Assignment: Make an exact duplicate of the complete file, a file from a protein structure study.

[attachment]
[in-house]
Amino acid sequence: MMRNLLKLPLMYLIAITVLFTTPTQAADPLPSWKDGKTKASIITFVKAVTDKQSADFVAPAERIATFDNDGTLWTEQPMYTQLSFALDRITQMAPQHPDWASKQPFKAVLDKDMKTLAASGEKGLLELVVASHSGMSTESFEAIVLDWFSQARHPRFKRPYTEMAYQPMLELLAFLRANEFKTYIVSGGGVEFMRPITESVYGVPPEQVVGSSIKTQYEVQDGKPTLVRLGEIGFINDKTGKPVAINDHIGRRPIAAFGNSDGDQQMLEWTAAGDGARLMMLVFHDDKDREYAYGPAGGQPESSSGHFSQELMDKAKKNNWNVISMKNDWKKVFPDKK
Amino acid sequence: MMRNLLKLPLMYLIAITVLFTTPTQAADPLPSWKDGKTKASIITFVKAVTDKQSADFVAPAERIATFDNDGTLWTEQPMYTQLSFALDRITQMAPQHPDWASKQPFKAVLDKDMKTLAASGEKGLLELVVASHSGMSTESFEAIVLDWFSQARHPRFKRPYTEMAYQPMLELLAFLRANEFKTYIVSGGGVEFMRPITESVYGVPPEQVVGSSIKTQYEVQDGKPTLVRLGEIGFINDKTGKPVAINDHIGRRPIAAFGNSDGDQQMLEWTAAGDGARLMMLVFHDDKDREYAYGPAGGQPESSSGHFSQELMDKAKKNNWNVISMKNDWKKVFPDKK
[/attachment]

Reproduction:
[in-house]
Amino acid sequence: MMRNLLKLPLMYLIAITVLFTTPTQAADPLPSWKDGKTKASIITFVKAVTDKQSADFVAPAERIATFDNDGTLWTEQPMYTQLSFALDRITQMAPQHPDWASKQPFKAVLDKDMKTLAASGEKGLLELVVASHSGMSTESFEAIVLDWFSQARHPRFKRPYTEMAYQPMLELLAFLRANEFKTYIVSGGGVEFMRPITESVYGVPPEQVVGSSIKTQYEVQDGKPTLVRLGEIGFINDKTGKPVAINDHIGRRPIAAFGNSDGDQQMLEWTAAGDGARLMMLVFHDDKDREYAYGPAGGQPESSSGHFSQELMDKAKKNNWNVISMKNDWKKVFPDKK
Amino acid sequence: MMRNLLKLPLMYLIAITVLFTTPTQAADPLPSWKDGKTKASIITFVKAVTDKQSADFVAPAERIATFDNDGTLWTEQPMYTQLSFALDRITQMAPQHPDWASKQPFKAVLDKDMKTLAASGEKGLLELVVASHSGMSTESFEAIVLDWFSQARHPRFKRPYTEMAYQPMLELLAFLRANEFKTYIVSGGGVEFMRPITESVYGVPPEQVVGSSIKTQYEVQDGKPTLVRLGEIGFINDKTGKPVAINDHIGRRPIAAFGNSDGDQQMLEWTAAGDGARLMMLVFHDDKDREYAYGPAGGQPESSSGHFSQELMDKAKKNNWNVISMKNDWKKVFPDKK